2020-05-26

[Technology] Data Debt: part 1

Technical debt.  Time debt. 

My father is a bit older now, and he has been going through his Stuff.  Not just big physical Stuff like objects and thingy things.  But also informational Stuff, like receipts, letters, newspaper clippings, magazines, mileage notebooks.  Stuff he read or took notes on over the past several decades that have accumulated into quite a many boxes (formerly of shoes)or Piles or Stacks.  Sometimes, bags.

He's looking at all of this informational Stuff, and wondering, what was the point?  He definitely found value in some of it.  One of his joys in the past few years has been surfacing a memory of some event, of something he read or did, and then searching through his many records to find the Evidence of it.  I can understand the thrill.  Finding that newspaper clipping of something he did in our small town, once, or a letter from a friend from 2003, and hey, maybe Richard can find the phone number of the sender now, and hey, I did, and now my dad has renewed contact after a decade and a 1/2.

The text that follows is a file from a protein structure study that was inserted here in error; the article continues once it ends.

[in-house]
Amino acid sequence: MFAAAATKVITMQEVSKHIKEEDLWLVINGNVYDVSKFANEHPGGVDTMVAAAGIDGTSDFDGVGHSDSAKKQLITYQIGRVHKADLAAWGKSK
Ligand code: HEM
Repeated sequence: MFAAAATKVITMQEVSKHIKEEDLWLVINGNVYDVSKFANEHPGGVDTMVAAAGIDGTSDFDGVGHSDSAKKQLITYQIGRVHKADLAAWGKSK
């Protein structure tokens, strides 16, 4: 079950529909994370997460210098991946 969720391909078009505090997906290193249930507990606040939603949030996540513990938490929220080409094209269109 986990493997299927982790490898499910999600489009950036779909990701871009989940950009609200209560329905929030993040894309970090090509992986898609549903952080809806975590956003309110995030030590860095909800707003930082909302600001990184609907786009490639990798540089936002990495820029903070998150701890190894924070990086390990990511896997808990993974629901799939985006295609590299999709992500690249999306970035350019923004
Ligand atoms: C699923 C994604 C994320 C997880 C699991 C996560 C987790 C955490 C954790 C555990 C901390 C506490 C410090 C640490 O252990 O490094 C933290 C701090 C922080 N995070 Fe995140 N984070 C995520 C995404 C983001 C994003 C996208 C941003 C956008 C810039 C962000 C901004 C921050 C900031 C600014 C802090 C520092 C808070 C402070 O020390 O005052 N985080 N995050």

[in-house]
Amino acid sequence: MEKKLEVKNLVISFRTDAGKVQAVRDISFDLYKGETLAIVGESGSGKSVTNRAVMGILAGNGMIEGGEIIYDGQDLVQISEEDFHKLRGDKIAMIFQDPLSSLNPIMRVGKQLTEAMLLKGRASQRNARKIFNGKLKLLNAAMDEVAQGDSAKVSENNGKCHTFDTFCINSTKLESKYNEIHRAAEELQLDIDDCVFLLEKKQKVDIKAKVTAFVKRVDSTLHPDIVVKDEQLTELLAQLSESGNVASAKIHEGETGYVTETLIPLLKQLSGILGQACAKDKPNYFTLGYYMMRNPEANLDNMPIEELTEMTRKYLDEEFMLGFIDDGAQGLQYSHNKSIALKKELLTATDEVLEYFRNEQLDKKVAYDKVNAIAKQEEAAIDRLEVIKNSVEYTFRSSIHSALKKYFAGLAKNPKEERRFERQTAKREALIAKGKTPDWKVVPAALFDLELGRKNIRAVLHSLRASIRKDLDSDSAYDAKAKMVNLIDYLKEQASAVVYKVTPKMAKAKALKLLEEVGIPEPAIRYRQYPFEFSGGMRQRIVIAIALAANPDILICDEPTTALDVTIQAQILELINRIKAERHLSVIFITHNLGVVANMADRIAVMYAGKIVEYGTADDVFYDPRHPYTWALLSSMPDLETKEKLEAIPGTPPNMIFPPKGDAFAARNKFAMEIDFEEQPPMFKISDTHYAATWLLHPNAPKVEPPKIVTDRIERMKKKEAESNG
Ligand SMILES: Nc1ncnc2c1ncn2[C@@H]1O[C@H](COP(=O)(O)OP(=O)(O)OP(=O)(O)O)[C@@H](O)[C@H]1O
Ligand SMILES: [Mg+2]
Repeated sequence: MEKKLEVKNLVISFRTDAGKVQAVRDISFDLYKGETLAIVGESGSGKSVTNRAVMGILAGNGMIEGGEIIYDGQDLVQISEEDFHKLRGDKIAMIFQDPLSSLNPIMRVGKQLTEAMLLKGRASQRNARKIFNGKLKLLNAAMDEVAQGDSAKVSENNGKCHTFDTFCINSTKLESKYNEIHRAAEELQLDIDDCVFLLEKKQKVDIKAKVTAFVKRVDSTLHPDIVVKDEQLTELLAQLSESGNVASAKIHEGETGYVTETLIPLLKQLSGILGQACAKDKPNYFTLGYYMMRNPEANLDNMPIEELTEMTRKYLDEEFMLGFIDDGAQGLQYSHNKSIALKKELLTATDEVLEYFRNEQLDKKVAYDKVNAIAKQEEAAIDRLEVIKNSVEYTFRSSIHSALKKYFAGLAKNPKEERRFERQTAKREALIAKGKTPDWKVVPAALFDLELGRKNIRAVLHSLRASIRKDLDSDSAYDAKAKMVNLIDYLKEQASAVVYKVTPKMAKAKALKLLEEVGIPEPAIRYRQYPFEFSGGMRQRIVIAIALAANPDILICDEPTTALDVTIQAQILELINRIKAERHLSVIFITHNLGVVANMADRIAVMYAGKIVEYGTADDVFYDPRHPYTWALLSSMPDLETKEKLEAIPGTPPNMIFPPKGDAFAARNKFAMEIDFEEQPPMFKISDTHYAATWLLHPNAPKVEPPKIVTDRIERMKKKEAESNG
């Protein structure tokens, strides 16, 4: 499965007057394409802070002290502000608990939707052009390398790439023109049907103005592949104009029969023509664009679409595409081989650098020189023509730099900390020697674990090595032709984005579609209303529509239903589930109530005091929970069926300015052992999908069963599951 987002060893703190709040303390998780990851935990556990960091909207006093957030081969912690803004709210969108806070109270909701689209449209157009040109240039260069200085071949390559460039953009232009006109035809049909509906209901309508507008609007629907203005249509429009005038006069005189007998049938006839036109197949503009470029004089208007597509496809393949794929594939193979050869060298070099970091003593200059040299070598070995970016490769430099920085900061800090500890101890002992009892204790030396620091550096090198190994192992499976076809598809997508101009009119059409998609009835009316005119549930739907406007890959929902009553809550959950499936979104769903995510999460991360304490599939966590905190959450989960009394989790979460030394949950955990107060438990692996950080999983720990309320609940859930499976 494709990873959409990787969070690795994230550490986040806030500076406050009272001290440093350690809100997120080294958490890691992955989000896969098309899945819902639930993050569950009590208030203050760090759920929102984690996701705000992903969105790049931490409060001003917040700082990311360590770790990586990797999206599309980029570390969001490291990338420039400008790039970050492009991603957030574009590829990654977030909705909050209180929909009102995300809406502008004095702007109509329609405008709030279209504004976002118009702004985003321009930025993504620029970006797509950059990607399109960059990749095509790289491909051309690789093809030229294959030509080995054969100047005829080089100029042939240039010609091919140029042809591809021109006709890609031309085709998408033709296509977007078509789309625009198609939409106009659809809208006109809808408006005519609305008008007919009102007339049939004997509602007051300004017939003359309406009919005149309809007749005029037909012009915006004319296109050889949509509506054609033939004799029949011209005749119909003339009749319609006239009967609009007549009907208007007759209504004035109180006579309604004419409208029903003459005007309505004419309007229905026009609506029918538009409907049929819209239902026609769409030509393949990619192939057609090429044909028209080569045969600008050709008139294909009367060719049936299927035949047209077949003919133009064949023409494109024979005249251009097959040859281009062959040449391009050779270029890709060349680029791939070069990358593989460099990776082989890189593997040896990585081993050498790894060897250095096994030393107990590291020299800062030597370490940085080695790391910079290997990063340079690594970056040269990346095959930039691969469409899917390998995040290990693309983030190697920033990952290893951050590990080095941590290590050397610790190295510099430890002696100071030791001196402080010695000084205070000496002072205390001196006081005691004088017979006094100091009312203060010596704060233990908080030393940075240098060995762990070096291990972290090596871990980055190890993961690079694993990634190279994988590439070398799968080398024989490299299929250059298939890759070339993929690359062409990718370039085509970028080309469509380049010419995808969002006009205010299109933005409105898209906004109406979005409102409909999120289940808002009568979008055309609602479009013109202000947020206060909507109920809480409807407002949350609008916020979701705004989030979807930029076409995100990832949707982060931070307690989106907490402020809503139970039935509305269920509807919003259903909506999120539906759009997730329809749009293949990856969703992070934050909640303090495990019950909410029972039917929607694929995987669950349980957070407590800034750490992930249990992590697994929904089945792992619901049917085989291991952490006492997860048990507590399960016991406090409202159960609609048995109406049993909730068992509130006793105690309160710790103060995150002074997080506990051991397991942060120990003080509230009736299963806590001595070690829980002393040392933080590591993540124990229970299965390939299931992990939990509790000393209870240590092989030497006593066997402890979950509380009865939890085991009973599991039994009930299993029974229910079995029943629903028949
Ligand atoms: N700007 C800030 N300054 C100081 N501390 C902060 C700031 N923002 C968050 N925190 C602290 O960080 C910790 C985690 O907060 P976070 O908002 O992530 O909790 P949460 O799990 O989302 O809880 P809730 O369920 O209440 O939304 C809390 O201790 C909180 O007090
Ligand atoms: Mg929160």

But there's a lot that he will never need, and never really did need in the end.  He has been meticulous in recording how many kilometres he has driven between gas refills, how much gas he added, and how much it cost.  It has given him a good sense of his spending in that regard, and of his cars performance.  It is all jotted in tiny notebooks.  Nothing digital.  Nothing that he can load easily into a spreadsheet now, and review larger trends.  And, honestly, numbers that he has not needed for three decades.

I love this history that he has collected, these peeks into his life and mind and priorities over the past several decades.  I do not get to enjoy them so directly, though.  I am reluctant to dig through his Stuff, it feels like an invasion of privacy.  He is shredding or recycling stuff now that he does not expect to need after all, which is most of it.  Saving information for rainy days that mostly never came.

I find it interesting that his approach is to review it all.  It definitely has had merit.  He finds random points of interest and it creates conversation topics for us.  It used to be something he could show his friends at the coffee shop, back when coffee shops were places where you could sit with friends.  But there is so much, and so much he finds is of no value to him.  I am pretty sure this year he will give up in the face of the sheer volume of information he has collected in the past several decades and just say good bye to it all.  It was never that useful anyway.

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